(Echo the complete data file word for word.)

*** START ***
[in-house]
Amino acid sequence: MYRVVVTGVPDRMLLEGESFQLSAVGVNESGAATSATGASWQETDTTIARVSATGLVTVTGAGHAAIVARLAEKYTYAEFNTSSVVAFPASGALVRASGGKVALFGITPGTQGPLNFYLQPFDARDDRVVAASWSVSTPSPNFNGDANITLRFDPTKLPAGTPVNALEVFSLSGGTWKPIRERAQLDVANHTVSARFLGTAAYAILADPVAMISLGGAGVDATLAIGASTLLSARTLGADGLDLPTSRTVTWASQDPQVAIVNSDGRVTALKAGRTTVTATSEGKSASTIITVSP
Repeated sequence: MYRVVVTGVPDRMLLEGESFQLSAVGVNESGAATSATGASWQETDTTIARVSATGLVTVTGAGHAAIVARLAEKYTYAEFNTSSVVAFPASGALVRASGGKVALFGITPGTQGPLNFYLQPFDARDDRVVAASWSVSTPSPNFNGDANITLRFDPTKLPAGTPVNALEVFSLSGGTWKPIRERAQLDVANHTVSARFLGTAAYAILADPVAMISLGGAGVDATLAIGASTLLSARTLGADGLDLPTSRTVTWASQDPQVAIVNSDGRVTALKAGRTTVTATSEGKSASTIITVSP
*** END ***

[in-house]
Amino acid sequence: MYRVVVTGVPDRMLLEGESFQLSAVGVNESGAATSATGASWQETDTTIARVSATGLVTVTGAGHAAIVARLAEKYTYAEFNTSSVVAFPASGALVRASGGKVALFGITPGTQGPLNFYLQPFDARDDRVVAASWSVSTPSPNFNGDANITLRFDPTKLPAGTPVNALEVFSLSGGTWKPIRERAQLDVANHTVSARFLGTAAYAILADPVAMISLGGAGVDATLAIGASTLLSARTLGADGLDLPTSRTVTWASQDPQVAIVNSDGRVTALKAGRTTVTATSEGKSASTIITVSP
Repeated sequence: MYRVVVTGVPDRMLLEGESFQLSAVGVNESGAATSATGASWQETDTTIARVSATGLVTVTGAGHAAIVARLAEKYTYAEFNTSSVVAFPASGALVRASGGKVALFGITPGTQGPLNFYLQPFDARDDRVVAASWSVSTPSPNFNGDANITLRFDPTKLPAGTPVNALEVFSLSGGTWKPIRERAQLDVANHTVSARFLGTAAYAILADPVAMISLGGAGVDATLAIGASTLLSARTLGADGLDLPTSRTVTWASQDPQVAIVNSDGRVTALKAGRTTVTATSEGKSASTIITVSP